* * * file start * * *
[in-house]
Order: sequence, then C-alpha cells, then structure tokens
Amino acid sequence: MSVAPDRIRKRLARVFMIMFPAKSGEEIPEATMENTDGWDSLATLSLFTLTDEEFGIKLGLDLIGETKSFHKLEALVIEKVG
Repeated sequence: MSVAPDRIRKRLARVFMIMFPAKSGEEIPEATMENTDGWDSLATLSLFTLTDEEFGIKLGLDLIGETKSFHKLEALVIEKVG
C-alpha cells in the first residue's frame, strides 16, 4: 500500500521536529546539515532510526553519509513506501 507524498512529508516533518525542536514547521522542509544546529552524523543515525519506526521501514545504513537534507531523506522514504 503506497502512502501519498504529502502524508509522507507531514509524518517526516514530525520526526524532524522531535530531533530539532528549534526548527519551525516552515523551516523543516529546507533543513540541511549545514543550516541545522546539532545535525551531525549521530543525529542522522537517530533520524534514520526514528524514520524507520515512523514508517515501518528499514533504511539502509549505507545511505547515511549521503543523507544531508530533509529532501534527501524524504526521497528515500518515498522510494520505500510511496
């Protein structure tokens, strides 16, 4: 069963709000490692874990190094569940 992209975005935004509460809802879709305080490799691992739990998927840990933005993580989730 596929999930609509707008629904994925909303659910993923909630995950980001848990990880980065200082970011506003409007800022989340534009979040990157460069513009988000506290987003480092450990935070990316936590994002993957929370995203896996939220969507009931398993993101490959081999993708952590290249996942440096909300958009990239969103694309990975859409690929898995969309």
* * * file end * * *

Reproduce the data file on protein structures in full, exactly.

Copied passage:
[in-house]
Order: sequence, then C-alpha cells, then structure tokens
Amino acid sequence: MSVAPDRIRKRLARVFMIMFPAKSGEEIPEATMENTDGWDSLATLSLFTLTDEEFGIKLGLDLIGETKSFHKLEALVIEKVG
Repeated sequence: MSVAPDRIRKRLARVFMIMFPAKSGEEIPEATMENTDGWDSLATLSLFTLTDEEFGIKLGLDLIGETKSFHKLEALVIEKVG
C-alpha cells in the first residue's frame, strides 16, 4: 500500500521536529546539515532510526553519509513506501 507524498512529508516533518525542536514547521522542509544546529552524523543515525519506526521501514545504513537534507531523506522514504 503506497502512502501519498504529502502524508509522507507531514509524518517526516514530525520526526524532524522531535530531533530539532528549534526548527519551525516552515523551516523543516529546507533543513540541511549545514543550516541545522546539532545535525551531525549521530543525529542522522537517530533520524534514520526514528524514520524507520515512523514508517515501518528499514533504511539502509549505507545511505547515511549521503543523507544531508530533509529532501534527501524524504526521497528515500518515498522510494520505500510511496
């Protein structure tokens, strides 16, 4: 069963709000490692874990190094569940 992209975005935004509460809802879709305080490799691992739990998927840990933005993580989730 596929999930609509707008629904994925909303659910993923909630995950980001848990990880980065200082970011506003409007800022989340534009979040990157460069513009988000506290987003480092450990935070990316936590994002993957929370995203896996939220969507009931398993993101490959081999993708952590290249996942440096909300958009990239969103694309990975859409690929898995969309």